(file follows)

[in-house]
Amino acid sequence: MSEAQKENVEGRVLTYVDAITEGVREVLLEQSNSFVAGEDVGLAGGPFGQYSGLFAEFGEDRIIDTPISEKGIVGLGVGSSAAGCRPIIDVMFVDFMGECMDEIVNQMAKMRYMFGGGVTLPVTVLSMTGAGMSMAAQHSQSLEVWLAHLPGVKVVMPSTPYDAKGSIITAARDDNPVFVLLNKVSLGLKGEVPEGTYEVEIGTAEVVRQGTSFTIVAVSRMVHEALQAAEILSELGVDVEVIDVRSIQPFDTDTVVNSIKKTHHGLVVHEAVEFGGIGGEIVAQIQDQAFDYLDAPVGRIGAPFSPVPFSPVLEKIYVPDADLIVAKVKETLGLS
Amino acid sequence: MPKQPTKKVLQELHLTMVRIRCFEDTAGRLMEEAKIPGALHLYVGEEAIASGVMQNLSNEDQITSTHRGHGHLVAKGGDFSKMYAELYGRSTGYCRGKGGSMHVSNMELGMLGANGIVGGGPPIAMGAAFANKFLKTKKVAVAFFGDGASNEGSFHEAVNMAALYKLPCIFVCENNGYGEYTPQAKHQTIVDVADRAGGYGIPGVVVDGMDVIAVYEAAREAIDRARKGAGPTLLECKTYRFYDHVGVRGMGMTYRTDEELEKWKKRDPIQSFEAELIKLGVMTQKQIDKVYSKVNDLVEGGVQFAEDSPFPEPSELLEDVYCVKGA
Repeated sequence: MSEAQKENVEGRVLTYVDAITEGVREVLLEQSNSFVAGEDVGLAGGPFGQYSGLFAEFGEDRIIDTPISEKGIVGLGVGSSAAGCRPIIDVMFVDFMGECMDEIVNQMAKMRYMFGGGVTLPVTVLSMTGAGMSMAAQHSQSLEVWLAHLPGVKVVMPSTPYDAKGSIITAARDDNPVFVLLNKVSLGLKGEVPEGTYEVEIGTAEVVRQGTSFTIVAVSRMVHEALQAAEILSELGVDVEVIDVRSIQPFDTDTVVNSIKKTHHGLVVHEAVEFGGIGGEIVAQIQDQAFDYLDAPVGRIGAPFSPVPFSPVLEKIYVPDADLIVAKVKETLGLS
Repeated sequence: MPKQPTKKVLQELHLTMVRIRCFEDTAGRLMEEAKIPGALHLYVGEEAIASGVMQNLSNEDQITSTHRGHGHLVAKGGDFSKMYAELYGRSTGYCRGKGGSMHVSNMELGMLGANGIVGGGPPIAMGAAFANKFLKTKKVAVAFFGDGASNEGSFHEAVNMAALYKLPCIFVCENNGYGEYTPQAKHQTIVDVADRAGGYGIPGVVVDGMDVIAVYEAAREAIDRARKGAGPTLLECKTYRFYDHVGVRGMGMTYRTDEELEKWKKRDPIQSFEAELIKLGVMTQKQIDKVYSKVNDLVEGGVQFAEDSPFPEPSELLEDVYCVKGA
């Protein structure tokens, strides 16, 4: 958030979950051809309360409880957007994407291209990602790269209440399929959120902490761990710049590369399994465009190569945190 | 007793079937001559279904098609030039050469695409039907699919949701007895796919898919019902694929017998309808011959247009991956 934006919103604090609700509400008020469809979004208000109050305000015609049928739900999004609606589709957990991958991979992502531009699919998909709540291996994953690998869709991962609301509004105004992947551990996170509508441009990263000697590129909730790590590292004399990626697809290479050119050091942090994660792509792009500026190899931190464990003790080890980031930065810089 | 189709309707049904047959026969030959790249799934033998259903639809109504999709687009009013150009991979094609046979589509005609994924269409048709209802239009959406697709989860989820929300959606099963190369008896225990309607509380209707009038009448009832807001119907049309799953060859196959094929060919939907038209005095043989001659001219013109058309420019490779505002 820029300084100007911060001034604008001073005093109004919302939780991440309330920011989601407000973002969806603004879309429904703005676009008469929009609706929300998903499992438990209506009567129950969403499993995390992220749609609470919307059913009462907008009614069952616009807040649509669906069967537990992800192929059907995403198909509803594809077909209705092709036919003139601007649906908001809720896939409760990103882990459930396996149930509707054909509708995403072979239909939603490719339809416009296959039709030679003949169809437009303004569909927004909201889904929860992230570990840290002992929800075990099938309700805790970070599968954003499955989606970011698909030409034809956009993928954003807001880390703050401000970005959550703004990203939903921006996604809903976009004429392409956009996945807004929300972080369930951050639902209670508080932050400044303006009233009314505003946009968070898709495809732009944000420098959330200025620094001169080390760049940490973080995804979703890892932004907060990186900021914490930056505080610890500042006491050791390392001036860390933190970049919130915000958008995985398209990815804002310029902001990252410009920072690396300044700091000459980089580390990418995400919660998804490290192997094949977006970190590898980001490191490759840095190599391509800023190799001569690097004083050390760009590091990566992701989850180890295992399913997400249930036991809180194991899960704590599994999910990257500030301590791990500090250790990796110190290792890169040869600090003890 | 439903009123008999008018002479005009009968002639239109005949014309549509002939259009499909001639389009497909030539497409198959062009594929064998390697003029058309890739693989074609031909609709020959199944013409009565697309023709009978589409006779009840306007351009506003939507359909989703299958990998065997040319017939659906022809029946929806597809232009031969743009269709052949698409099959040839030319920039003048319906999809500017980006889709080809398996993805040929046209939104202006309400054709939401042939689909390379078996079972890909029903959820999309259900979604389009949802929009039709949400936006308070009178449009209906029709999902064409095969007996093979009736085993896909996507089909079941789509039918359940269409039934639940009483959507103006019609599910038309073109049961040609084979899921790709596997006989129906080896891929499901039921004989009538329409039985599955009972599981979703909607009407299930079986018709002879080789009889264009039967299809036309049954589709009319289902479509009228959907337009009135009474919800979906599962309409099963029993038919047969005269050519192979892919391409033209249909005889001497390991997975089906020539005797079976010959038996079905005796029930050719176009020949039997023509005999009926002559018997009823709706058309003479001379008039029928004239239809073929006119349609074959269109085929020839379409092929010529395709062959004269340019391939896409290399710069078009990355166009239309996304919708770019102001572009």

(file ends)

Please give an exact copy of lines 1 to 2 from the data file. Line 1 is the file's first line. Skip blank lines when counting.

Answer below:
[in-house]
Amino acid sequence: MSEAQKENVEGRVLTYVDAITEGVREVLLEQSNSFVAGEDVGLAGGPFGQYSGLFAEFGEDRIIDTPISEKGIVGLGVGSSAAGCRPIIDVMFVDFMGECMDEIVNQMAKMRYMFGGGVTLPVTVLSMTGAGMSMAAQHSQSLEVWLAHLPGVKVVMPSTPYDAKGSIITAARDDNPVFVLLNKVSLGLKGEVPEGTYEVEIGTAEVVRQGTSFTIVAVSRMVHEALQAAEILSELGVDVEVIDVRSIQPFDTDTVVNSIKKTHHGLVVHEAVEFGGIGGEIVAQIQDQAFDYLDAPVGRIGAPFSPVPFSPVLEKIYVPDADLIVAKVKETLGLS